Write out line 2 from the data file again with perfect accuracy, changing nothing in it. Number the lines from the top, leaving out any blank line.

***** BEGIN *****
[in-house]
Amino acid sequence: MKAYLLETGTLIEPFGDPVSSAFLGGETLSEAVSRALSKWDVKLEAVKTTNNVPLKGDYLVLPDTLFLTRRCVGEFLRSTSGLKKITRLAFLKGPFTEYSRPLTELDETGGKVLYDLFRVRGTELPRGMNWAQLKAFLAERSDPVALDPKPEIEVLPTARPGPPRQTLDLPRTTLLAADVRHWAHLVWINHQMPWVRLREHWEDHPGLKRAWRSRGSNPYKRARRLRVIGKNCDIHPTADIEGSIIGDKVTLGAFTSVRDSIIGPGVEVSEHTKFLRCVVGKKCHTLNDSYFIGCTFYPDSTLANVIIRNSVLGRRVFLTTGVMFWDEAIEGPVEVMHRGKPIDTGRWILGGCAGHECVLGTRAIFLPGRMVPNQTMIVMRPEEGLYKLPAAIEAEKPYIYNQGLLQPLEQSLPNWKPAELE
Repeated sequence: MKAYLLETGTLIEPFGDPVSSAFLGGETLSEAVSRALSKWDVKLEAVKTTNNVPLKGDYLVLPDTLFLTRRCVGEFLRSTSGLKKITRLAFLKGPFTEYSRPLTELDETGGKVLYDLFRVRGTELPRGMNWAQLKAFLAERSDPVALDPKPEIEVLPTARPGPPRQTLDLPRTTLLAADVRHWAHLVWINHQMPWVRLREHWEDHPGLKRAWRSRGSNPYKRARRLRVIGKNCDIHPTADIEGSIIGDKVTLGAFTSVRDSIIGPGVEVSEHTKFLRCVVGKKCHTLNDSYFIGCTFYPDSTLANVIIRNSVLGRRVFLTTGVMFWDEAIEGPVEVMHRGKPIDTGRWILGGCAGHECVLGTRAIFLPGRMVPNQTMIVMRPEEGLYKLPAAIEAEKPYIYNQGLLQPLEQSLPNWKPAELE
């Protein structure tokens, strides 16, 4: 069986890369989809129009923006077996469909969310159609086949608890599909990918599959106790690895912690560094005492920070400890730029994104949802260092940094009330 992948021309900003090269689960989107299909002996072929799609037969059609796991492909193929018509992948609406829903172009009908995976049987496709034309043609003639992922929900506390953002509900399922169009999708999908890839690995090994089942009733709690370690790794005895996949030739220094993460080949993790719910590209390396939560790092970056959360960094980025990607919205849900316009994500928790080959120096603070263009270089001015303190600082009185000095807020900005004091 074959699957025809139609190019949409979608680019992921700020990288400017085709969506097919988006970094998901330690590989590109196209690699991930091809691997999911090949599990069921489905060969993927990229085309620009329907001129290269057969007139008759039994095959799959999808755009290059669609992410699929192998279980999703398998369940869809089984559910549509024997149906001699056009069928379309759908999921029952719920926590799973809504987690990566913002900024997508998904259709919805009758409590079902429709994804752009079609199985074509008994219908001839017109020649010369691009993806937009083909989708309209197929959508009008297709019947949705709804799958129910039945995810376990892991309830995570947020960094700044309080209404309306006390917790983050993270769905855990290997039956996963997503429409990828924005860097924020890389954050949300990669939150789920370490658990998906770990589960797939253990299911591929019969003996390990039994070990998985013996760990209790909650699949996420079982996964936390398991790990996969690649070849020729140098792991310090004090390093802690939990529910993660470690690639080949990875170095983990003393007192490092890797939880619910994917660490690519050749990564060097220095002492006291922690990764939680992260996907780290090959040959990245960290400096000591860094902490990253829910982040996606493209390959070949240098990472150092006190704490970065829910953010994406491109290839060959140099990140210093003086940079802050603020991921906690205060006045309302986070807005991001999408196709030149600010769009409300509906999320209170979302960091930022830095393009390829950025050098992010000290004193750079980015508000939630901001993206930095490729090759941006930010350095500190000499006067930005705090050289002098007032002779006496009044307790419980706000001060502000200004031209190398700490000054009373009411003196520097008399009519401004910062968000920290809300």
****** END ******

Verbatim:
Amino acid sequence: MKAYLLETGTLIEPFGDPVSSAFLGGETLSEAVSRALSKWDVKLEAVKTTNNVPLKGDYLVLPDTLFLTRRCVGEFLRSTSGLKKITRLAFLKGPFTEYSRPLTELDETGGKVLYDLFRVRGTELPRGMNWAQLKAFLAERSDPVALDPKPEIEVLPTARPGPPRQTLDLPRTTLLAADVRHWAHLVWINHQMPWVRLREHWEDHPGLKRAWRSRGSNPYKRARRLRVIGKNCDIHPTADIEGSIIGDKVTLGAFTSVRDSIIGPGVEVSEHTKFLRCVVGKKCHTLNDSYFIGCTFYPDSTLANVIIRNSVLGRRVFLTTGVMFWDEAIEGPVEVMHRGKPIDTGRWILGGCAGHECVLGTRAIFLPGRMVPNQTMIVMRPEEGLYKLPAAIEAEKPYIYNQGLLQPLEQSLPNWKPAELE